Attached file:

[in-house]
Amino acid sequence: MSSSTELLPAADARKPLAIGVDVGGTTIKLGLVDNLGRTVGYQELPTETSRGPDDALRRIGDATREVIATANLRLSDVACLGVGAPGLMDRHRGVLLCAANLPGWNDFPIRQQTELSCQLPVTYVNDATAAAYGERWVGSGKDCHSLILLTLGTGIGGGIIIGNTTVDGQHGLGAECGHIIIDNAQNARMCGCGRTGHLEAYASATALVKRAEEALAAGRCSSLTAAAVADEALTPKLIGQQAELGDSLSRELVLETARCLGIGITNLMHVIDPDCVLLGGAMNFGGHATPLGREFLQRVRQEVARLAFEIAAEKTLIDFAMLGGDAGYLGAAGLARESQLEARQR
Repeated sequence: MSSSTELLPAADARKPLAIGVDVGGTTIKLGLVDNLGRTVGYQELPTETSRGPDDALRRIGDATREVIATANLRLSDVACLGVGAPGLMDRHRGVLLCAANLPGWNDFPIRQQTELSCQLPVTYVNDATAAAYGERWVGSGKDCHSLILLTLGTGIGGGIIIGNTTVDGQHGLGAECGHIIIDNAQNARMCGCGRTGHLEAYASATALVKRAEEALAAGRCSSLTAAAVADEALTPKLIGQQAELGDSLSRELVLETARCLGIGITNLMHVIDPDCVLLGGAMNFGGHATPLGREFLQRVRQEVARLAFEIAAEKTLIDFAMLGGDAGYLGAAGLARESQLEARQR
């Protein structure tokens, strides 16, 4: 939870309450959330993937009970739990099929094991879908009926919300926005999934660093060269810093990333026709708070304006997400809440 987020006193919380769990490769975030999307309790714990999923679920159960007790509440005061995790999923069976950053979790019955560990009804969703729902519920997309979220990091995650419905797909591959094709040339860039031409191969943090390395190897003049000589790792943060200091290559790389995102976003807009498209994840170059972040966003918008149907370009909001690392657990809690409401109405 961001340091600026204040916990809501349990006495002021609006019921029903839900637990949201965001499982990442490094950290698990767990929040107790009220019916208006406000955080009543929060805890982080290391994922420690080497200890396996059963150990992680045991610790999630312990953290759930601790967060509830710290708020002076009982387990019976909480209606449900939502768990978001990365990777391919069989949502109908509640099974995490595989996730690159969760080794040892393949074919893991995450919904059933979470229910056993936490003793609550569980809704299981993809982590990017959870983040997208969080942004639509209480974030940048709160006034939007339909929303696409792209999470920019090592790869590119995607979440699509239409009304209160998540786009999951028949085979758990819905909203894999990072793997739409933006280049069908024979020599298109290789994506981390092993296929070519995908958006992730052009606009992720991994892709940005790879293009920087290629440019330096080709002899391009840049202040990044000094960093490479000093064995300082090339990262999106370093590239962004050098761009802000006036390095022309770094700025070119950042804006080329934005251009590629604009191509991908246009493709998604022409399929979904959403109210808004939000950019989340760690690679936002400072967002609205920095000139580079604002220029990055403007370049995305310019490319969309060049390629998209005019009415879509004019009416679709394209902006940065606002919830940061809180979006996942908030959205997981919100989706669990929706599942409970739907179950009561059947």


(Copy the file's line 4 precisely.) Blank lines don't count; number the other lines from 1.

């Protein structure tokens, strides 16, 4: 939870309450959330993937009970739990099929094991879908009926919300926005999934660093060269810093990333026709708070304006997400809440 987020006193919380769990490769975030999307309790714990999923679920159960007790509440005061995790999923069976950053979790019955560990009804969703729902519920997309979220990091995650419905797909591959094709040339860039031409191969943090390395190897003049000589790792943060200091290559790389995102976003807009498209994840170059972040966003918008149907370009909001690392657990809690409401109405 961001340091600026204040916990809501349990006495002021609006019921029903839900637990949201965001499982990442490094950290698990767990929040107790009220019916208006406000955080009543929060805890982080290391994922420690080497200890396996059963150990992680045991610790999630312990953290759930601790967060509830710290708020002076009982387990019976909480209606449900939502768990978001990365990777391919069989949502109908509640099974995490595989996730690159969760080794040892393949074919893991995450919904059933979470229910056993936490003793609550569980809704299981993809982590990017959870983040997208969080942004639509209480974030940048709160006034939007339909929303696409792209999470920019090592790869590119995607979440699509239409009304209160998540786009999951028949085979758990819905909203894999990072793997739409933006280049069908024979020599298109290789994506981390092993296929070519995908958006992730052009606009992720991994892709940005790879293009920087290629440019330096080709002899391009840049202040990044000094960093490479000093064995300082090339990262999106370093590239962004050098761009802000006036390095022309770094700025070119950042804006080329934005251009590629604009191509991908246009493709998604022409399929979904959403109210808004939000950019989340760690690679936002400072967002609205920095000139580079604002220029990055403007370049995305310019490319969309060049390629998209005019009415879509004019009416679709394209902006940065606002919830940061809180979006996942908030959205997981919100989706669990929706599942409970739907179950009561059947």